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Q&A Spotlight

Building With Brick in a Humid Climate

A reader asks whether it makes any sense to build his forever house with thick, uninsulated brick walls

Brick has a long history as a durable building material. But whether triple-wythe, uninsulated brick walls are the right choice for a 'forever' home is another question altogether. Photo courtesy Steven Martin / CC BY-NC-ND / Flickr.

As he plans a new home in western Alabama, Weldon Koehn is considering an unusual wall assembly. In an era when high-performance, superinsulated walls are becoming ever-more common, Koehn is thinking about plain old brick.

“I have been very interested in using a 12-in.-thick, triple-wythe brick wall for all structural walls in our ‘forever’ home,” he writes in this recent Q&A post. “The wall would be structural, uninsulated, and the finish surface inside and out.”

Koehn says he was inspired by an article in Fine Homebuilding magazine that led him to videos by the builder, Clay Chapman.

“The wall seems to perform much better in the summer than most models would indicate,” Koehn writes. “However, the data is incomplete, and I have reservations [around] how this type of wall would perform through our very damp, cloudy winters. The simplicity of using only one material in the wall, combined with its strength, durability, resilience, and beauty have compelled me to try to study it out.

“Any thoughts?” he adds. “Am I crazy for even considering it?”

That’s where this Q&A Spotlight begins.

There are just two things that really count, says GBA reader Akos: specific heat (the amount of heat the assembly can store) and its R-value per inch.

“When it comes to certain building techniques, there are a lot of hand-wavy arguments as to why it will work better than standard construction,” Akos says.

With the wall that Koehn is mulling, the R-value would be roughly 5 (which could be stretched to R-6, if the interior finish were installed over strapping). This has a specific heat capacity similar to concrete, although it is slightly less dense. Let’s say it’s the same as a 9-in.-thick concrete wall.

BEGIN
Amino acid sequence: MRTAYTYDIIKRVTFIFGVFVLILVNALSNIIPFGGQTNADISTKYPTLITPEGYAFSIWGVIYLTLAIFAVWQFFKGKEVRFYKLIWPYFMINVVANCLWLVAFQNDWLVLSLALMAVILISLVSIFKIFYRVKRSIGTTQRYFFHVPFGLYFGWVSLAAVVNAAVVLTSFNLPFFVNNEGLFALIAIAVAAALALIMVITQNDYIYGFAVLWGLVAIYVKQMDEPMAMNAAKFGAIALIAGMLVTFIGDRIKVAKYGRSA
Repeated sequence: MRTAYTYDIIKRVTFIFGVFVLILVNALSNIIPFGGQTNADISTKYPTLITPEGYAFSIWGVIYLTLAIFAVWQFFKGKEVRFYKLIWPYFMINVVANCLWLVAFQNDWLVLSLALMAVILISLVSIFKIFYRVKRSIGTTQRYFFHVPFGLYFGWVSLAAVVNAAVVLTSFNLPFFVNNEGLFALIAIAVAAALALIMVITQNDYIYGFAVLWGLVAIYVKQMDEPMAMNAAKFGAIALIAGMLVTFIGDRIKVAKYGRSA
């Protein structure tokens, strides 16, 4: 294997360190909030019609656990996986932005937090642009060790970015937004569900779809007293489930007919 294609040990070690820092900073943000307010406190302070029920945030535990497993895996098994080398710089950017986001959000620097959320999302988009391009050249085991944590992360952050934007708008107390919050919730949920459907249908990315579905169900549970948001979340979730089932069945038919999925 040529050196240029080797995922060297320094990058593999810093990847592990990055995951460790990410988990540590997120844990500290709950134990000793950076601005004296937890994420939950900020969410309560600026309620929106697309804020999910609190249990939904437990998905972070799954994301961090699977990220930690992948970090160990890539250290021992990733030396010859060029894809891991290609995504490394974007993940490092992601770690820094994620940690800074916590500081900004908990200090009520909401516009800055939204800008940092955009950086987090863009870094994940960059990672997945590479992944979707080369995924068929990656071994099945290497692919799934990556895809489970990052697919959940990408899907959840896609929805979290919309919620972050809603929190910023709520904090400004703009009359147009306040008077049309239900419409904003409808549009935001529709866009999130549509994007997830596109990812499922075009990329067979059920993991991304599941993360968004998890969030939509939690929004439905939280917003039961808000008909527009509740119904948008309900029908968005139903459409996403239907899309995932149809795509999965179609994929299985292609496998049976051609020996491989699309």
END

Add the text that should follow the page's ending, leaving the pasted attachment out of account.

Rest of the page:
“If you don’t have a lot…

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2 Comments

  1. User avater Expert Member
    Carl Seville | | #1

    A couple of these solid brick homes Clay built are walking distance from my house. They are very beautiful and well crafted, but I have always had issues with his logic. He managed to get the designs approved using spray foam rooflines and other high performance features to meet the total UA through tradeoffs, although I am not quite sure how. I have not spoken to any occupants of these homes to find out how they fare in terms of comfort and energy use, but I expect that during some of our infrequent cold snaps which can be in the 20's for days at a time, the walls turn into major heat sinks and make the homes very uncomfortable. Humidity is probably managed well with central AC which most people around here run continuously through the summer.

    I met Clay and discussed his methods and his energy calculations, but I remain unconvinced that they perform as well as he claims. I would like to see energy use and comfort reports from some owners.

  2. Todd Witt | | #2

    I have worked on all types of houses in Alabama over the past 30 years. I would strongly recommend against building this type of home. To start with, I recommend using systems that are built often and have had most of the "kinks" worked out. Second, brick in Alabama stores tons of energy from the sun. Summer rains soak the brick and the sun drives lots of moisture into the interior. I experienced this in the early days of wet spray cellulose. Many of the brick installers squeeze the excess mortar out of the backside and this mortar provides a gateway into the wall assembly when there is cellulose and wood framing. Third, warm and sunny days with cold nights turns the brick into a condensing surface. Fourth, the brick in cold, rainy weather stores a lot of moisture. Also, it doesn't pass code.
    Todd Witt
    Synergy Home Performance
    Decatur, AL

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